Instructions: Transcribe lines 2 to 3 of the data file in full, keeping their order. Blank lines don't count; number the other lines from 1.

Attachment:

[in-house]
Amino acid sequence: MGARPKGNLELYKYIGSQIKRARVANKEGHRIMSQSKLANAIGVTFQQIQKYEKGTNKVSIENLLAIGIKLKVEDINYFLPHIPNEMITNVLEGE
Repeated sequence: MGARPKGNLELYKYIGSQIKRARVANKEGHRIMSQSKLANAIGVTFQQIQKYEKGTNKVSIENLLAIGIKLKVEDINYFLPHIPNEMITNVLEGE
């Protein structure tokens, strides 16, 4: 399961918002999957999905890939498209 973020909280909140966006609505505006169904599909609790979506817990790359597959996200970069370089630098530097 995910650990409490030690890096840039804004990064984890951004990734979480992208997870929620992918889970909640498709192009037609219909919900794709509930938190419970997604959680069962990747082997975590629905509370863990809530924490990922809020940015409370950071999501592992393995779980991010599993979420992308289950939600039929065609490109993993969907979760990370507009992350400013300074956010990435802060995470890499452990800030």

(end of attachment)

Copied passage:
Amino acid sequence: MGARPKGNLELYKYIGSQIKRARVANKEGHRIMSQSKLANAIGVTFQQIQKYEKGTNKVSIENLLAIGIKLKVEDINYFLPHIPNEMITNVLEGE
Repeated sequence: MGARPKGNLELYKYIGSQIKRARVANKEGHRIMSQSKLANAIGVTFQQIQKYEKGTNKVSIENLLAIGIKLKVEDINYFLPHIPNEMITNVLEGE